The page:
Behavioural change / Bike Strategy / children / Cycling / Cycling Education / Education / Germany / Traffic safety

What age can kids ride to school? Any age!

A tragedy is taking place on German roads where nearly 10,000 children between 6 and 15 years of age were involved in a bicycle collision in 2019. The article When can a child ride his bike to school? in Zeit (published in German) explains that most of these collisions took place before 9am or after 3pm, when children are typically on their way to and from school. It’s awful that so many children are involved in cycling collisions and therefore it’s good that there’s media attention about these tragic events.

However, the article looks at it with a limited view. The first problem is the central question in the article: At what age is a child ready to cycle to school? Why is this the central question and not why children in Germany are not safe on a bicycle? What are the underlying causes of this? Of course, one could be that children in Germany today are less capable of cycling than their peers were ten, twenty, thirty years ago. However, it is necessary to relate this to other causes, such as increasingly busy and fast traffic with ever larger cars, and the lack of safe, separate bicycle paths and safe intersections and crossings. The stubborn idea that painted bike lanes could protect people on bicycles from motorised traffic and that children can cycle safely under these conditions will soon have to be abandoned. This article, by a father in Hamburg, confirms this proposition.

The second problem in the article is the limited answer to the central question: What age should children be to be able to safely ride to school? Martin Kraft of the German Traffic Authority indicates that children at the age of 8 at the earliest are mature enough to have all the necessary skills to cycle to school. Further on in the article it can be read that 14% of the children in the fourth year of primary school (about 9 years old) still have major problems with basic cycling skills. A link is made with the current lifestyle of young families (especially in the cities), where children no longer have space to learn how to cycle.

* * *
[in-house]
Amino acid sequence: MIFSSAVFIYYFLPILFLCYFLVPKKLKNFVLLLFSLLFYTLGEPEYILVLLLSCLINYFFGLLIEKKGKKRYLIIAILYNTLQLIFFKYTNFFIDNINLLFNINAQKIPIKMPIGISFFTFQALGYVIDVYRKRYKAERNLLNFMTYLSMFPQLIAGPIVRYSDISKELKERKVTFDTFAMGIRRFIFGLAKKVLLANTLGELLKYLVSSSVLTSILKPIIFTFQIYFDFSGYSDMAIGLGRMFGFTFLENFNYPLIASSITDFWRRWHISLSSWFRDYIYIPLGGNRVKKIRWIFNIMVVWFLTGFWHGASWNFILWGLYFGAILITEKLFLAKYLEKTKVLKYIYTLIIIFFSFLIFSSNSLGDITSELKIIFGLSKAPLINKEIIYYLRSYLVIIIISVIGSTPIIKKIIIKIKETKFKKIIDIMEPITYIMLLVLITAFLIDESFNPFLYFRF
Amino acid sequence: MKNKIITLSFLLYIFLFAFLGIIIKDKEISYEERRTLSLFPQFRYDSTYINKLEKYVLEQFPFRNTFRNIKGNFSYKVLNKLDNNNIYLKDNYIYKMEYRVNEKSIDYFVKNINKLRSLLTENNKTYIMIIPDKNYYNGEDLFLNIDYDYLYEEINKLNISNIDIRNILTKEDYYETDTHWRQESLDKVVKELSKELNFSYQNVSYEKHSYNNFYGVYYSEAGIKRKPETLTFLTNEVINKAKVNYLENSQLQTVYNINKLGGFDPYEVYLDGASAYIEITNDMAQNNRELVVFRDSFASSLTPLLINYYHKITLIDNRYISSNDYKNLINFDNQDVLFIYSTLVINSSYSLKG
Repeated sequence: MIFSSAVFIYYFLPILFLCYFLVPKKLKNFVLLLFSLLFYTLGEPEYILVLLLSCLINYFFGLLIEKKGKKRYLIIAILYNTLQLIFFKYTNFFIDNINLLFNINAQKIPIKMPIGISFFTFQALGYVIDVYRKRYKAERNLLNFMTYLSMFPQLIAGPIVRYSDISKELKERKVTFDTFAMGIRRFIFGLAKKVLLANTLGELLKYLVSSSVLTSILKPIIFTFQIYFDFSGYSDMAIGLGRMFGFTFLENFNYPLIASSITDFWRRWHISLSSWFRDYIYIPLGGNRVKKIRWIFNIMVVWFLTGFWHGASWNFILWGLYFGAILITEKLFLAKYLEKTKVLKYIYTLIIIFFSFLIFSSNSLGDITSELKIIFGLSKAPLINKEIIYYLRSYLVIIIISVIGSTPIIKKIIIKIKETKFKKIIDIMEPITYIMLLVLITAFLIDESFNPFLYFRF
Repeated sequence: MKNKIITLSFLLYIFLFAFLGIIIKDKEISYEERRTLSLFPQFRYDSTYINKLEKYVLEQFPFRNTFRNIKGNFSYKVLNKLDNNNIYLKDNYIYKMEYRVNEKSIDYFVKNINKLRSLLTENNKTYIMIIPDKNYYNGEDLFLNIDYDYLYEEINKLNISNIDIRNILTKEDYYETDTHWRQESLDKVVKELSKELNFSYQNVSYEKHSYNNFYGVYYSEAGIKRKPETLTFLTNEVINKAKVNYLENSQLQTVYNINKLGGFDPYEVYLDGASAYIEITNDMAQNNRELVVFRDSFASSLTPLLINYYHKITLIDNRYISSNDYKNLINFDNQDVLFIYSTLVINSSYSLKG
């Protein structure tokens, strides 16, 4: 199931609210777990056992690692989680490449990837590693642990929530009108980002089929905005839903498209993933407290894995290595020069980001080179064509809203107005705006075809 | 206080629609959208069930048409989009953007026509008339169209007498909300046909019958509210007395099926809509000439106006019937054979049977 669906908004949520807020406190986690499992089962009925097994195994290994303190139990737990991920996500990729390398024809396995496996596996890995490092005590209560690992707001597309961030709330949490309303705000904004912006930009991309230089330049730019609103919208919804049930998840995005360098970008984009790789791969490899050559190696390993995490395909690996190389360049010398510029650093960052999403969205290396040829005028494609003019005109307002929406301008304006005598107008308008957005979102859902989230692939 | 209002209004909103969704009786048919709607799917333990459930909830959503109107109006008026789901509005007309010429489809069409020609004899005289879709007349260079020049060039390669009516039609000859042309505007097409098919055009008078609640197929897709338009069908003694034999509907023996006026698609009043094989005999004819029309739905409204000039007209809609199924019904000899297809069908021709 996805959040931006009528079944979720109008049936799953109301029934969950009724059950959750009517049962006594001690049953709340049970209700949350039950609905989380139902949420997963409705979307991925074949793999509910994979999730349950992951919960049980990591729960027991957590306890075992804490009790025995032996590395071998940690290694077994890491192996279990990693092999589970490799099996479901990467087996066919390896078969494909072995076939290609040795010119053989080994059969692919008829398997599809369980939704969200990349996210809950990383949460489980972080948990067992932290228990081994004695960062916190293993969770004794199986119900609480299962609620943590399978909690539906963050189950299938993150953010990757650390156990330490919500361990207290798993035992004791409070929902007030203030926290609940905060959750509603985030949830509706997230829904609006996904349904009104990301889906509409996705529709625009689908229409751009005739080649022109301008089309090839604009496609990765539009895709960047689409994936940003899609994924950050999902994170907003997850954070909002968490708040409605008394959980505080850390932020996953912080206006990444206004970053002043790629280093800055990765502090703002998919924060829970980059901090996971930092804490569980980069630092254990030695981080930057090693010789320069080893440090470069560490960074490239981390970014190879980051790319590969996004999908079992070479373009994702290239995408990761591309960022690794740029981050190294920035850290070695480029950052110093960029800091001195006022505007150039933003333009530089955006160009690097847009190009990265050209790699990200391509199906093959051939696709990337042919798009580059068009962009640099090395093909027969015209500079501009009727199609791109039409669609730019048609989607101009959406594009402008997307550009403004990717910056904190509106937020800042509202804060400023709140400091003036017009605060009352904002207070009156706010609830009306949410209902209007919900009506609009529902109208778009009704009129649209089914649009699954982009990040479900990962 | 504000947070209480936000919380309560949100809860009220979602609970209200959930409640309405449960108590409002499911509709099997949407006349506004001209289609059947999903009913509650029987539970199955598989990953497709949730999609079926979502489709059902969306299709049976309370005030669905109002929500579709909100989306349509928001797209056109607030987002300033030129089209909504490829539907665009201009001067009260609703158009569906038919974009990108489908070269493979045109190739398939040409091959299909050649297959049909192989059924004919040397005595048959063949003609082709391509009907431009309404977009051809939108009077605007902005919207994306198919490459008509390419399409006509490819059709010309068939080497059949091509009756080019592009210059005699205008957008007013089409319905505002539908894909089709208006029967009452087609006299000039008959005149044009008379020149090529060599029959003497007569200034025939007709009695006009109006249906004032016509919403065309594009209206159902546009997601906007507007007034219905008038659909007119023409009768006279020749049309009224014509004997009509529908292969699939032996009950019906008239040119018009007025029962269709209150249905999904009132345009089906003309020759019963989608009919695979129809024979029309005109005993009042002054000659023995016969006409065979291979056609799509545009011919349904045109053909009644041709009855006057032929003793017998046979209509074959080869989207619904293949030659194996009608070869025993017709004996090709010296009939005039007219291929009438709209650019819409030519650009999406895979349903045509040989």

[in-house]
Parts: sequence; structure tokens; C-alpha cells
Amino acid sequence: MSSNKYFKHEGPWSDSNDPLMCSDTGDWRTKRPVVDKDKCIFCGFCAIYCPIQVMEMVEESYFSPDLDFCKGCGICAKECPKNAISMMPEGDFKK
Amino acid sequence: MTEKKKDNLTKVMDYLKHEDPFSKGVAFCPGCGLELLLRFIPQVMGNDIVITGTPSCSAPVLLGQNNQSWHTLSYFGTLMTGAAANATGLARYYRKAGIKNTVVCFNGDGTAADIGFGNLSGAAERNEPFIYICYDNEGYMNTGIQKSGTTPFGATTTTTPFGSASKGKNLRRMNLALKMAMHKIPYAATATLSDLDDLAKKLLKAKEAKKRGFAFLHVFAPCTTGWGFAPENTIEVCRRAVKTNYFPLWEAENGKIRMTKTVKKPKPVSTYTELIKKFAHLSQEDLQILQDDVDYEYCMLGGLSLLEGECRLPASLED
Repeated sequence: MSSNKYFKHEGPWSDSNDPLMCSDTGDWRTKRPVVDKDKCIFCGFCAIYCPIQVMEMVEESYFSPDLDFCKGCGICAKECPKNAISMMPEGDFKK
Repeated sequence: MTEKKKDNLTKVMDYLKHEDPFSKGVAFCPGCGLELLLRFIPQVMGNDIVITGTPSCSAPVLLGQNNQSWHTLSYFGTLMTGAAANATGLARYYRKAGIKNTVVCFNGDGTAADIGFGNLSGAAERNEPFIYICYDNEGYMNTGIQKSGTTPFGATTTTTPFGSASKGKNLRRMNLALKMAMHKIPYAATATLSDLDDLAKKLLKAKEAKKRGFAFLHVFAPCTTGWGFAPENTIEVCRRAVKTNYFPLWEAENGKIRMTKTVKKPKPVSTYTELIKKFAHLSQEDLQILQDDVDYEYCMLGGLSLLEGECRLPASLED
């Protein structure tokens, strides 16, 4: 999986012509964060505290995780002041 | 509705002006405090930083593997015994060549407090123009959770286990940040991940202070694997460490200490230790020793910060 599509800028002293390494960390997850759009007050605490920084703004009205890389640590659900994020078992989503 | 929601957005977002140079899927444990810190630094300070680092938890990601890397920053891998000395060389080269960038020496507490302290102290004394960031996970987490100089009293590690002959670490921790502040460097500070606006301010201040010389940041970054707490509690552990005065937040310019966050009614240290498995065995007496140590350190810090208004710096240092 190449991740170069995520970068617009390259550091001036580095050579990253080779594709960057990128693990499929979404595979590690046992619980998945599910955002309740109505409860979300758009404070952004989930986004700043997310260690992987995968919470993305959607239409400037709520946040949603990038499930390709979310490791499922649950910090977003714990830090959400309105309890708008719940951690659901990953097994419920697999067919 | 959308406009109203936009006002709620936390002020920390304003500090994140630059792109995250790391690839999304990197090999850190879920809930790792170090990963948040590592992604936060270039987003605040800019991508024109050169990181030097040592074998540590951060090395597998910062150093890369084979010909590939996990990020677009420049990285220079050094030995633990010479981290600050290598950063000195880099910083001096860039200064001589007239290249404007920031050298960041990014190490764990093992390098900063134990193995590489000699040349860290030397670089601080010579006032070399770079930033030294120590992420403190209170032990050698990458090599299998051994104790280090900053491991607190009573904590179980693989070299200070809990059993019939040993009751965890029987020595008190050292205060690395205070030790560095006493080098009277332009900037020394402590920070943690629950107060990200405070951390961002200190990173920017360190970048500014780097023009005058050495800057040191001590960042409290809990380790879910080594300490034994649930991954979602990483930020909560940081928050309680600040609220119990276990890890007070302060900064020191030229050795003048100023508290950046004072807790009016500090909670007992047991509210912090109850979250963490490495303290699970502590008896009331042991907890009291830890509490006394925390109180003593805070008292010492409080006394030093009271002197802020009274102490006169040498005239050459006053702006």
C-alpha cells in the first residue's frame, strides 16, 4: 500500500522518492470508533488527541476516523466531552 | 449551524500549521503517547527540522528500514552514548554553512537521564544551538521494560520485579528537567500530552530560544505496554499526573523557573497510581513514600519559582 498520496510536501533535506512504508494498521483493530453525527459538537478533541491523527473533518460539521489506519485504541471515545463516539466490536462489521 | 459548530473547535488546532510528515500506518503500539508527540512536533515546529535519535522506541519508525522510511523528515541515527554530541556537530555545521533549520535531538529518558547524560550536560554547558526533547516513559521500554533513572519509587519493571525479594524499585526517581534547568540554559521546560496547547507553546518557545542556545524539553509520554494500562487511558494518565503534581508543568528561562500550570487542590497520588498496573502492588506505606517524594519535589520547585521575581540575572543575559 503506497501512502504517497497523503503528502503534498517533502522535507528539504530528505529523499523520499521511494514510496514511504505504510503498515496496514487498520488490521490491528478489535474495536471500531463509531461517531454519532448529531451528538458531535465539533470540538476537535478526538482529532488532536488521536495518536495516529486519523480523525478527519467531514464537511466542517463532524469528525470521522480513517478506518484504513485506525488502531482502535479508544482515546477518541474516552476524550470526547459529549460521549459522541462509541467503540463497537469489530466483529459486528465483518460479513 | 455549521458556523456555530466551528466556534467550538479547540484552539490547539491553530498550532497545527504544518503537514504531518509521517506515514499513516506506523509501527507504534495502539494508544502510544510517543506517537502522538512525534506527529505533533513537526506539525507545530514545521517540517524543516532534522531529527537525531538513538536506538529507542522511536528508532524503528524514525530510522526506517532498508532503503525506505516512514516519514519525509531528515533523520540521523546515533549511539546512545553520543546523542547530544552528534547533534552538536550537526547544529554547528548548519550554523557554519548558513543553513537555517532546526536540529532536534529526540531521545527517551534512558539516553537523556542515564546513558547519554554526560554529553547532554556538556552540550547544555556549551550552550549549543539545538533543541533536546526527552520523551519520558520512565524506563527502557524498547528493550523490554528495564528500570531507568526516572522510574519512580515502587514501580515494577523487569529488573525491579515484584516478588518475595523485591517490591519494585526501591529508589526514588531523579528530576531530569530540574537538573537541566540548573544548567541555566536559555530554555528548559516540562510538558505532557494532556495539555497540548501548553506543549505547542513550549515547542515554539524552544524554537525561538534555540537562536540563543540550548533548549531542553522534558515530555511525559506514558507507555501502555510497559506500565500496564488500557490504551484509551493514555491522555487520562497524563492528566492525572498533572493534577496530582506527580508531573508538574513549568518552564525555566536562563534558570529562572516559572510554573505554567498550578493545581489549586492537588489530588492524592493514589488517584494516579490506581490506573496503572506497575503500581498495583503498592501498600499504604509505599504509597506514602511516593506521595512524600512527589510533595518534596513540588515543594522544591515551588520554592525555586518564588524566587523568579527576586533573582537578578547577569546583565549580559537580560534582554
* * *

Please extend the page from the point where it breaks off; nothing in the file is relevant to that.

The lack of the opportunity to cycle at home and with the parents should be compensated with cycling lessons at primary school. This sounds like a sympathetic solution, but is not realistic. In order to improve children’s ability to cycle it is necessary that they do numerous trips at varying distances and at school there simply is not enough time and capacity to realise this. What remains, however, is that children are first and foremost taken by their parents on bicycles from an early age. To the shop, to the nursery, to the park. After that, time is needed to guide and encourage children to learn how to cycle on the sidewalk and in the park. For this, there must be a safe space that offers the opportunity to practice. A place where children can make mistakes without these immediately becoming fatal. A place where they can practice in a playful manner with little traffic.

Then there must be space on the street for parents to practice with their child in traffic; from quiet traffic to ever busier traffic. On separate bicycle paths, in combination with streets where there is little traffic, that drive slowly. And yes, it would help enormously if Germany abolished the traffic rule that you are not allowed to cycle side by side. By cycling side by side as parent and child the parent can easily give instructions, intervene when braking is not on time and serve as a buffer against passing traffic (both fast cyclists and motorised traffic).

From what age can a child cycle to school? This is possible at all ages! One child will ride along in a child seat on the parents’ bike; another rides along in the cargo bike; another rides his own bike next to a parent; and yet another child can independently cycle to school. What all children and parents need are places to practice and streets and intersections where you can ride your bike without endangering your life.

Angela van der Kloof

‘Planning, promotion and education for cycling are great tools that contribute to making places thrive, people participate and be healthy, as well as to the quality of the living environment.’

Strategic Advisor
+31 (0)6 333 056 28